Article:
CHASE ultimate rewards: pay yourself back program

As an avid traveler, I held on to my Chase Sapphire Reserve card for its reward program. I believe it had the best benefits for travels. Even with their high annual fee ($550), it was still worth it because of all the rewards and perks.

Their perks included:

  • $300 Annual Travel Credit: If you spend $$ on travel, you can receive up to $300 in statement credit per year
  • No foreign transaction fee: A MUST!!! for international travelers
  • Global Entry or TSA Precheck Fee Credit: Receive up to $100 every 4 years for application fee
  • Complimentary Airport Lounge Access: Enrollment through Priority Pass for access to their lounges

As for points, when using the Chase Sapphire Reserve card, you would get 3 points on travel and dining and 1 point on every $1 spent on anything else. And every 100 points is worth a $1(1 cent per point) if we converted to cash.

However, you get even more bang for your buck when booking your travel through the Ultimate Rewards website using the points. 50% more! This was one of the biggest perks for me. But since I’ve stopped booking my international trips, I’m not using my points and they were just sitting there.


Chase has a new program called Pay Yourself Back and you can use the points on certain purchases (like grocery and dining out) with the same extra value (So 50% more!) and receive a statement credit. This is literally the same value as traveling! So why not take advantage of this and use the points?

So how do you use your points for Pay Yourself Back? Here are the step by step.

First, go to your ultimate rewards point website. You can go here by logging into your chase account.

From the homepage, click on the 3 dash bars on the top left corner. You should see a drop-down menu. From the drop-down menu, click on Pay Yourself Back. (As you can see, it is a new program)

Once you click on the Pay Yourself Back, you should see a list of all the purchases that are eligible. Most of mine were groceries and dining out. Click on the check box for ones that you are interested in using the points and click CONTINUE at the bottom.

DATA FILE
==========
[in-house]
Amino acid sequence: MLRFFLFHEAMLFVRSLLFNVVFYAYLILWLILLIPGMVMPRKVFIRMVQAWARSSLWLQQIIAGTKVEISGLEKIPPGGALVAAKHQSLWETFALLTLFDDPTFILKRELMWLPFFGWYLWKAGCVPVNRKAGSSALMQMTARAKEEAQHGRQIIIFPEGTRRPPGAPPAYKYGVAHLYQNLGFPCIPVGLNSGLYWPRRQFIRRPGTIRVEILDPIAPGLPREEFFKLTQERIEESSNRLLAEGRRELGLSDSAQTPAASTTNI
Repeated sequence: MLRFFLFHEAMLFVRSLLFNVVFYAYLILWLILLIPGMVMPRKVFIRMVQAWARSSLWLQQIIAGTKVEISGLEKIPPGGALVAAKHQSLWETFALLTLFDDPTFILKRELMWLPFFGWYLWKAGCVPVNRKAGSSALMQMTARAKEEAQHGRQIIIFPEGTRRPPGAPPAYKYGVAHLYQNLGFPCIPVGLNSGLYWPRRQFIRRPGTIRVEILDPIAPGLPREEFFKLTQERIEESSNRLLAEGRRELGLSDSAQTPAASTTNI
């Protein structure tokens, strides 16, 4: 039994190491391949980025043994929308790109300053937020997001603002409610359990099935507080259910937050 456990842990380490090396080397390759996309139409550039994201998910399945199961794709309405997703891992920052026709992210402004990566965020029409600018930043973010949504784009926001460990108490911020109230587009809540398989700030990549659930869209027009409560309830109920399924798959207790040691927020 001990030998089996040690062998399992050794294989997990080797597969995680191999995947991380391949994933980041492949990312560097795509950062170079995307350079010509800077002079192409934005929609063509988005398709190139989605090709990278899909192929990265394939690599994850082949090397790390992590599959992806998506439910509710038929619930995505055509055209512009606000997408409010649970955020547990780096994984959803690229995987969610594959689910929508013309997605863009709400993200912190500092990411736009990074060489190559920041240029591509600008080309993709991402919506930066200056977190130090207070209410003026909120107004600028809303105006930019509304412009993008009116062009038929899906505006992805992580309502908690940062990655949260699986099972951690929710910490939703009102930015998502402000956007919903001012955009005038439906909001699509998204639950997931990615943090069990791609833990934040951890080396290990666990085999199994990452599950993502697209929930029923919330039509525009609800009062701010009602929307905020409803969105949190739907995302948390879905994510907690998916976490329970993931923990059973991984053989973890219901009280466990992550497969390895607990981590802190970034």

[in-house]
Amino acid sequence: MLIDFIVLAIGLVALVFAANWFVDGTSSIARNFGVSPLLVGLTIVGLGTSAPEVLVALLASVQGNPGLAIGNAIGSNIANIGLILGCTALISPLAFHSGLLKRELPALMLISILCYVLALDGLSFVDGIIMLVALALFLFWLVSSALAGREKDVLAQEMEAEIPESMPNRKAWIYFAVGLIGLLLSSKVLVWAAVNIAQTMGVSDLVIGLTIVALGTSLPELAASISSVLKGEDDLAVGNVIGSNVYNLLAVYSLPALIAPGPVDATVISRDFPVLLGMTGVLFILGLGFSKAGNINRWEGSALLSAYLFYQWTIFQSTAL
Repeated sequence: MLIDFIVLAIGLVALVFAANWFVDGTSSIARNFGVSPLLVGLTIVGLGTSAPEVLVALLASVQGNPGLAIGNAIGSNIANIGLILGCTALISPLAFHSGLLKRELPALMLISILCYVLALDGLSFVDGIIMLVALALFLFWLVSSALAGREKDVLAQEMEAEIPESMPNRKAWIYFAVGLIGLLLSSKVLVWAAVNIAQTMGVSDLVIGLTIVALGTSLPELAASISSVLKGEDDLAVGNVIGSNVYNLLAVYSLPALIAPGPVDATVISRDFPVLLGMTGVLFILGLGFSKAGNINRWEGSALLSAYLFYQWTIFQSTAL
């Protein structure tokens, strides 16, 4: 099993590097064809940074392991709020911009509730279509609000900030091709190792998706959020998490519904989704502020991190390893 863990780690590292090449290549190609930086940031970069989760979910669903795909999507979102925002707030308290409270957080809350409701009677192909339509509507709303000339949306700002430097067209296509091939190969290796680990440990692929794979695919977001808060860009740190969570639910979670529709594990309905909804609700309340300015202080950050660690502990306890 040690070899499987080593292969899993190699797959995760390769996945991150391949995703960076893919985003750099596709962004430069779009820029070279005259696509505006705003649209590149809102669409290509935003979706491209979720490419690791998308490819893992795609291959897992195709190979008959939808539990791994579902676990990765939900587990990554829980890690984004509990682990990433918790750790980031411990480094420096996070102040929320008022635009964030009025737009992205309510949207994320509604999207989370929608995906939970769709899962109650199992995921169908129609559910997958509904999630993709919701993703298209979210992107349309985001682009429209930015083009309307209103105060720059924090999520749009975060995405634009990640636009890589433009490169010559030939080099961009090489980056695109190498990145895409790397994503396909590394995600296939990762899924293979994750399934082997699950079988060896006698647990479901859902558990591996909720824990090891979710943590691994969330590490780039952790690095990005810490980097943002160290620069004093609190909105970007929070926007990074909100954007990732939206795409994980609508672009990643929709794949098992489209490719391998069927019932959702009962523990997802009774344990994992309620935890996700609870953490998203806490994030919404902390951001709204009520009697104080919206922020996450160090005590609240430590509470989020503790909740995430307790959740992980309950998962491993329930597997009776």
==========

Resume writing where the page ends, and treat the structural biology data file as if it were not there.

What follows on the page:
On the next page, they will ask you how much of the points you want to use. I clicked on the Apply Full Amt since I just wanted to use all my points.

At the bottom of the page, it will tell you how much statement credit I would be getting back and how much points I used (and the balance). Without the Pay Yourself Back program, I would be spending around 60,000 for $600 but with the program, I’m saving so much!

And after clicking on Comfirm & Submit, BOOM! I’m getting $$$ back.

With the COVID-19 crisis, I was on the verge of cancelling my card since I am not traveling but with this new program, I feel that I’m still getting some value from it. Plus, this program will help a lot of people save money on things that are necessary like grocery. You are still getting the same/maximum point value. This is to be a limited time program so please go use it!

Past Travels: A list of Countries

I wasn’t planning on writing about my past travels because we live for the future. But a friend of mine told me that I should at least do a recap of my past travel experiences for my own sake. She told me that at least I can look back and see what I’ve done and maybe think about if I would do it again/go again.